In 2019, I became my own boss and began working from the comfort of my own home. The advantages of this are endless, but it can, on occasion, be a little challenging to adjust the mindset. Now that I am coming up to a year of living the self-employed, working from home life, I find myself in a world where many are also working from home due to the global pandemic that has ripped through the world, leaving a trail of uncertainty and disbelief in its wake.
Admittedly, given that I have been working from home for almost a whole year now, I thought it might be useful to share some of the tips I apply to my own life on how to be productive at home. I hope that it may help others who suddenly find themselves at home through no choice of their own, and who are struggling to adjust. This won’t help to ease the boredom and unpredictability of where we all are right now, but it may just give you the boost you needed.
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The Positives in Working from Home
You see, the truth is, I didn’t adjust from the corporate life to the self-employed life easily. The sudden working from home was hard and there were many tears in the beginning. But now, as I am now coming up to a year of working from home, I’ve learnt to value the freedom it provides and how to overcome the mental challenges it initially comes with.
If you’ve been at home for a few weeks now and are beginning to lose your mind, I promise things will get better. Of course, everyone’s situation is different, but there are many positives to be found in working from home. From speaking with friends, it seems that I am not alone. Many are enjoying more of a work/life balance – from being able to cook at home instead of eating out every lunch, being able to workout at a time that works best rather than when office hours dictate and being able to go for a walk for some fresh air when it is needed.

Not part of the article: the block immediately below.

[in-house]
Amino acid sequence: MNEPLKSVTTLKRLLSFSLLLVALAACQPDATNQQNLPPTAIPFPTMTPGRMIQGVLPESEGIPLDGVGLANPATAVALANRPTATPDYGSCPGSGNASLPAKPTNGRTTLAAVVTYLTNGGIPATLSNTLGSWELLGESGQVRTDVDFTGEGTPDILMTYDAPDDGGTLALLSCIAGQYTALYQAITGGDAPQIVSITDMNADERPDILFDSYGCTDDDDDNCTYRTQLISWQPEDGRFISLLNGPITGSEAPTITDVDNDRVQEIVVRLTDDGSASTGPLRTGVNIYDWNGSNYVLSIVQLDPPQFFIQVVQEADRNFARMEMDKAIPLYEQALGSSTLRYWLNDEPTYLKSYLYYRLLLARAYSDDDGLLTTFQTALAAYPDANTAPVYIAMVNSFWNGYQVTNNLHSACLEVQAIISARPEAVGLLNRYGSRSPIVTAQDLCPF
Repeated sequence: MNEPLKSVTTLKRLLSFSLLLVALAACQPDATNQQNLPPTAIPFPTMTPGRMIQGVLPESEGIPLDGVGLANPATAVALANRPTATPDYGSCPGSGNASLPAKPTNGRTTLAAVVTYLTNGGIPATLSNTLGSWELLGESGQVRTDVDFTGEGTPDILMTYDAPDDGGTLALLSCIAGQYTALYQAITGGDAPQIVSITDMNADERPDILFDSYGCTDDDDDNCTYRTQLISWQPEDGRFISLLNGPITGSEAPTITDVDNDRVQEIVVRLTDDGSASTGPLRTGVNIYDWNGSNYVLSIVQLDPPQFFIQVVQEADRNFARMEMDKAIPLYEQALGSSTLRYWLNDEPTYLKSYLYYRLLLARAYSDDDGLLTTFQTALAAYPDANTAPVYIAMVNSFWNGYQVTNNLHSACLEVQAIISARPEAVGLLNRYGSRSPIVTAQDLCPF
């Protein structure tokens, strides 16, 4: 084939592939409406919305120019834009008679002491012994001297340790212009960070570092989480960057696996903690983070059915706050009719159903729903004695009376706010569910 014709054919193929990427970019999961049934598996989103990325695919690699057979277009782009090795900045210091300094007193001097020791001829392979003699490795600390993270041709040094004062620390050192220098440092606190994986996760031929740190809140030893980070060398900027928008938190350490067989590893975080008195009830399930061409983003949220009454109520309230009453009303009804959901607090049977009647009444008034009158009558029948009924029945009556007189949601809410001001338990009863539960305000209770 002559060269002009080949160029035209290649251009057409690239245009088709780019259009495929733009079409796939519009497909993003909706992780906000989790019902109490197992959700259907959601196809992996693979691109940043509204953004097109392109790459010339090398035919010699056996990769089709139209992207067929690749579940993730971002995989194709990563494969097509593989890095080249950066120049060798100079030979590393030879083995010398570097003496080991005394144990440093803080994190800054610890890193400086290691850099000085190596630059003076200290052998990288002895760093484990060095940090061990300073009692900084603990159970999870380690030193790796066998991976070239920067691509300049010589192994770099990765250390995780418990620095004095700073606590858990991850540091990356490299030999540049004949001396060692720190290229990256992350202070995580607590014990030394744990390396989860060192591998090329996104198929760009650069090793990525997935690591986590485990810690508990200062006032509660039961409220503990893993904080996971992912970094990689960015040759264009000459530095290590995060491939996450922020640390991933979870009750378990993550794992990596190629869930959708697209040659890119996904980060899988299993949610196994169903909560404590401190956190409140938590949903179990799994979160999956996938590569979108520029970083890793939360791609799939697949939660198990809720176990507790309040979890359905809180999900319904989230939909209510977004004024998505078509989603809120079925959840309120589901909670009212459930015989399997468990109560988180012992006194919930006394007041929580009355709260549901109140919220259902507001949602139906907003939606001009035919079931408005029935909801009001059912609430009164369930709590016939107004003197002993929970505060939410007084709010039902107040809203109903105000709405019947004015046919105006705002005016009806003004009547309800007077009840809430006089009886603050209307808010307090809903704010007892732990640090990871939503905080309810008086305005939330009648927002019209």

For me personally, I love that I get to decide on my working hours, and if I want to work into the night and start a little later the next morning, I can do just that! I can work in yoga pants rather than a suit, I don’t have to style my hair or put makeup on every morning and if I feel like keeping to myself a little (as let’s be honest, we all have those days), then I am free to do that too.